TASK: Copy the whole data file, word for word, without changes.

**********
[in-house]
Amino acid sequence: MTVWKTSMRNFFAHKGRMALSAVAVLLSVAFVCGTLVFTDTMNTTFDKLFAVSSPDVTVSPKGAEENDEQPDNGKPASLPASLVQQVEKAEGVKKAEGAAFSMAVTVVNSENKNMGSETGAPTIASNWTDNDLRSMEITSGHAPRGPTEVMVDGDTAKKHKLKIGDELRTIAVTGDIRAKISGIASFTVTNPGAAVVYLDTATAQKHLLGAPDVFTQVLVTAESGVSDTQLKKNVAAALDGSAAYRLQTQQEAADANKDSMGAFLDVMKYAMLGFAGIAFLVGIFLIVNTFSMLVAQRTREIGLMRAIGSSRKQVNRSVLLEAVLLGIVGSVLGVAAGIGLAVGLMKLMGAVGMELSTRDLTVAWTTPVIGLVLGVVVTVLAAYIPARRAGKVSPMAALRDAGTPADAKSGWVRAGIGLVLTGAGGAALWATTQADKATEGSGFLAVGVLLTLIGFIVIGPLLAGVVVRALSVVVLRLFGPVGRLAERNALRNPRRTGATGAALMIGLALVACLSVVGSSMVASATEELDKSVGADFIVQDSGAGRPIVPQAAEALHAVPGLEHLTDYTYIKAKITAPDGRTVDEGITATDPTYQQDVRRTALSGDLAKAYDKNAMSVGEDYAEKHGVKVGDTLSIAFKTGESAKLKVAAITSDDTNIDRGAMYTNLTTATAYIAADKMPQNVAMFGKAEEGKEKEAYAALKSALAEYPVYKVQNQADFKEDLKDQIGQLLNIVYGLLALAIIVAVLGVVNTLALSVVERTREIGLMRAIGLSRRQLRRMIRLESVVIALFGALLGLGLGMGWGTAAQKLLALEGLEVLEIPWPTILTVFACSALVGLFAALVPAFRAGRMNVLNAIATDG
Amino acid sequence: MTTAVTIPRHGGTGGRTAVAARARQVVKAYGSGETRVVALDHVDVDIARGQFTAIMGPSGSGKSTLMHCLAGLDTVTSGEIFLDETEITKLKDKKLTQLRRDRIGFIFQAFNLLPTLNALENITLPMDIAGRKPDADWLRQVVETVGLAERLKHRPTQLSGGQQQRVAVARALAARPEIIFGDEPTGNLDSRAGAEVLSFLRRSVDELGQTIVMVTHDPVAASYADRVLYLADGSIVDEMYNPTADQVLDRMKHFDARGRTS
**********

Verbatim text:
[in-house]
Amino acid sequence: MTVWKTSMRNFFAHKGRMALSAVAVLLSVAFVCGTLVFTDTMNTTFDKLFAVSSPDVTVSPKGAEENDEQPDNGKPASLPASLVQQVEKAEGVKKAEGAAFSMAVTVVNSENKNMGSETGAPTIASNWTDNDLRSMEITSGHAPRGPTEVMVDGDTAKKHKLKIGDELRTIAVTGDIRAKISGIASFTVTNPGAAVVYLDTATAQKHLLGAPDVFTQVLVTAESGVSDTQLKKNVAAALDGSAAYRLQTQQEAADANKDSMGAFLDVMKYAMLGFAGIAFLVGIFLIVNTFSMLVAQRTREIGLMRAIGSSRKQVNRSVLLEAVLLGIVGSVLGVAAGIGLAVGLMKLMGAVGMELSTRDLTVAWTTPVIGLVLGVVVTVLAAYIPARRAGKVSPMAALRDAGTPADAKSGWVRAGIGLVLTGAGGAALWATTQADKATEGSGFLAVGVLLTLIGFIVIGPLLAGVVVRALSVVVLRLFGPVGRLAERNALRNPRRTGATGAALMIGLALVACLSVVGSSMVASATEELDKSVGADFIVQDSGAGRPIVPQAAEALHAVPGLEHLTDYTYIKAKITAPDGRTVDEGITATDPTYQQDVRRTALSGDLAKAYDKNAMSVGEDYAEKHGVKVGDTLSIAFKTGESAKLKVAAITSDDTNIDRGAMYTNLTTATAYIAADKMPQNVAMFGKAEEGKEKEAYAALKSALAEYPVYKVQNQADFKEDLKDQIGQLLNIVYGLLALAIIVAVLGVVNTLALSVVERTREIGLMRAIGLSRRQLRRMIRLESVVIALFGALLGLGLGMGWGTAAQKLLALEGLEVLEIPWPTILTVFACSALVGLFAALVPAFRAGRMNVLNAIATDG
Amino acid sequence: MTTAVTIPRHGGTGGRTAVAARARQVVKAYGSGETRVVALDHVDVDIARGQFTAIMGPSGSGKSTLMHCLAGLDTVTSGEIFLDETEITKLKDKKLTQLRRDRIGFIFQAFNLLPTLNALENITLPMDIAGRKPDADWLRQVVETVGLAERLKHRPTQLSGGQQQRVAVARALAARPEIIFGDEPTGNLDSRAGAEVLSFLRRSVDELGQTIVMVTHDPVAASYADRVLYLADGSIVDEMYNPTADQVLDRMKHFDARGRTS